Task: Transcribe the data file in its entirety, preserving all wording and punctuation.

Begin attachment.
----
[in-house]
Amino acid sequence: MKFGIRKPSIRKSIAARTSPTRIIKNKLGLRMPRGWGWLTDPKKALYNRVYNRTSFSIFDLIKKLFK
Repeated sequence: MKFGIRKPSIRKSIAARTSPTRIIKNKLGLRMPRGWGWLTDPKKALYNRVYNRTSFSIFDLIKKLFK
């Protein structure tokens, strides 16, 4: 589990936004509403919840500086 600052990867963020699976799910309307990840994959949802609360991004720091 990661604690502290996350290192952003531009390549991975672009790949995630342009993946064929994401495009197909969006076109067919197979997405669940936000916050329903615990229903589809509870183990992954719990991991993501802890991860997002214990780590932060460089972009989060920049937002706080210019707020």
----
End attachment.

[in-house]
Amino acid sequence: MKFGIRKPSIRKSIAARTSPTRIIKNKLGLRMPRGWGWLTDPKKALYNRVYNRTSFSIFDLIKKLFK
Repeated sequence: MKFGIRKPSIRKSIAARTSPTRIIKNKLGLRMPRGWGWLTDPKKALYNRVYNRTSFSIFDLIKKLFK
């Protein structure tokens, strides 16, 4: 589990936004509403919840500086 600052990867963020699976799910309307990840994959949802609360991004720091 990661604690502290996350290192952003531009390549991975672009790949995630342009993946064929994401495009197909969006076109067919197979997405669940936000916050329903615990229903589809509870183990992954719990991991993501802890991860997002214990780590932060460089972009989060920049937002706080210019707020």